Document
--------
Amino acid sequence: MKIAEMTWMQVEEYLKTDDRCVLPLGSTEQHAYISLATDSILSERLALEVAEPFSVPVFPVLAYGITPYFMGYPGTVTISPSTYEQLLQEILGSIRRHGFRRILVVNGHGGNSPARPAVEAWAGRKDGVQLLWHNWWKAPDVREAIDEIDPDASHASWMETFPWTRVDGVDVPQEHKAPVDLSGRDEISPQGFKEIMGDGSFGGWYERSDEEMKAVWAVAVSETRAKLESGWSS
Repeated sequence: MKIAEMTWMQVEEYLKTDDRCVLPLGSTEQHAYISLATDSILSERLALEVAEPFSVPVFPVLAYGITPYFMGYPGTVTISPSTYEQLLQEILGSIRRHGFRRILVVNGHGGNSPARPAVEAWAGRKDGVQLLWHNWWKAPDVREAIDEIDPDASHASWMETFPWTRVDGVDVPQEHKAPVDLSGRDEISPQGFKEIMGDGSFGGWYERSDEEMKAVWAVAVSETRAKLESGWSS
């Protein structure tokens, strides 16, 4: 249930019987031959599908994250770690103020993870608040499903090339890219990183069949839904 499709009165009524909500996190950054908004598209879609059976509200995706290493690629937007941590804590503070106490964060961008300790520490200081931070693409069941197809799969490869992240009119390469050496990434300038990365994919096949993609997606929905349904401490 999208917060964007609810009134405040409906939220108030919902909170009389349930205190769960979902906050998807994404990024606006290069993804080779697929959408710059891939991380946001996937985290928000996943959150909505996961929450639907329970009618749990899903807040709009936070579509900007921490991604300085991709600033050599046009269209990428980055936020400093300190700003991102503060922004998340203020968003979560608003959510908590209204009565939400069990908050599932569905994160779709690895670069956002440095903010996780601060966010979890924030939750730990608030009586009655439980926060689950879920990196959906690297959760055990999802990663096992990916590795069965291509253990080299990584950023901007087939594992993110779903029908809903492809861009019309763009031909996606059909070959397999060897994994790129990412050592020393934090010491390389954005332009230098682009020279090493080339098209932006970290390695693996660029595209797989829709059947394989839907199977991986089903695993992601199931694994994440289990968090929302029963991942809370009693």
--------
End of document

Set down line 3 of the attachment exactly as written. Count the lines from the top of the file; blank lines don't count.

């Protein structure tokens, strides 16, 4: 249930019987031959599908994250770690103020993870608040499903090339890219990183069949839904 499709009165009524909500996190950054908004598209879609059976509200995706290493690629937007941590804590503070106490964060961008300790520490200081931070693409069941197809799969490869992240009119390469050496990434300038990365994919096949993609997606929905349904401490 999208917060964007609810009134405040409906939220108030919902909170009389349930205190769960979902906050998807994404990024606006290069993804080779697929959408710059891939991380946001996937985290928000996943959150909505996961929450639907329970009618749990899903807040709009936070579509900007921490991604300085991709600033050599046009269209990428980055936020400093300190700003991102503060922004998340203020968003979560608003959510908590209204009565939400069990908050599932569905994160779709690895670069956002440095903010996780601060966010979890924030939750730990608030009586009655439980926060689950879920990196959906690297959760055990999802990663096992990916590795069965291509253990080299990584950023901007087939594992993110779903029908809903492809861009019309763009031909996606059909070959397999060897994994790129990412050592020393934090010491390389954005332009230098682009020279090493080339098209932006970290390695693996660029595209797989829709059947394989839907199977991986089903695993992601199931694994994440289990968090929302029963991942809370009693």